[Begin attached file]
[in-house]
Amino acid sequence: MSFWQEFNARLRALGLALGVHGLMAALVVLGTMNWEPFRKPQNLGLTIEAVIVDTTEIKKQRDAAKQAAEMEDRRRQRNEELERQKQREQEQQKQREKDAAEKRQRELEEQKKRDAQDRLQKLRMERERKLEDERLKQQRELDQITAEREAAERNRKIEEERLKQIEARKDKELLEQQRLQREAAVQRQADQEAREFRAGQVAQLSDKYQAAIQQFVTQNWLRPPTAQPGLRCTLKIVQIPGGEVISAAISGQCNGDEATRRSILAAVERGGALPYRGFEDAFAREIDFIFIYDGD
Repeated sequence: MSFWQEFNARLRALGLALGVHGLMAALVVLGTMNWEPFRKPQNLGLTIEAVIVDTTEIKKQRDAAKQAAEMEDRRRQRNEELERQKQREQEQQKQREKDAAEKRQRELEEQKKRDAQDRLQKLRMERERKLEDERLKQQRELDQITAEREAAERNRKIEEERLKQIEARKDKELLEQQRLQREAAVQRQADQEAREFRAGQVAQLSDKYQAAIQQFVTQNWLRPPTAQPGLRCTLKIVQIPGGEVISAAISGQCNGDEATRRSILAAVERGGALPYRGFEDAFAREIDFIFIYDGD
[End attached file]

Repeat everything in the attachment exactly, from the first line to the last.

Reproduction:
[in-house]
Amino acid sequence: MSFWQEFNARLRALGLALGVHGLMAALVVLGTMNWEPFRKPQNLGLTIEAVIVDTTEIKKQRDAAKQAAEMEDRRRQRNEELERQKQREQEQQKQREKDAAEKRQRELEEQKKRDAQDRLQKLRMERERKLEDERLKQQRELDQITAEREAAERNRKIEEERLKQIEARKDKELLEQQRLQREAAVQRQADQEAREFRAGQVAQLSDKYQAAIQQFVTQNWLRPPTAQPGLRCTLKIVQIPGGEVISAAISGQCNGDEATRRSILAAVERGGALPYRGFEDAFAREIDFIFIYDGD
Repeated sequence: MSFWQEFNARLRALGLALGVHGLMAALVVLGTMNWEPFRKPQNLGLTIEAVIVDTTEIKKQRDAAKQAAEMEDRRRQRNEELERQKQREQEQQKQREKDAAEKRQRELEEQKKRDAQDRLQKLRMERERKLEDERLKQQRELDQITAEREAAERNRKIEEERLKQIEARKDKELLEQQRLQREAAVQRQADQEAREFRAGQVAQLSDKYQAAIQQFVTQNWLRPPTAQPGLRCTLKIVQIPGGEVISAAISGQCNGDEATRRSILAAVERGGALPYRGFEDAFAREIDFIFIYDGD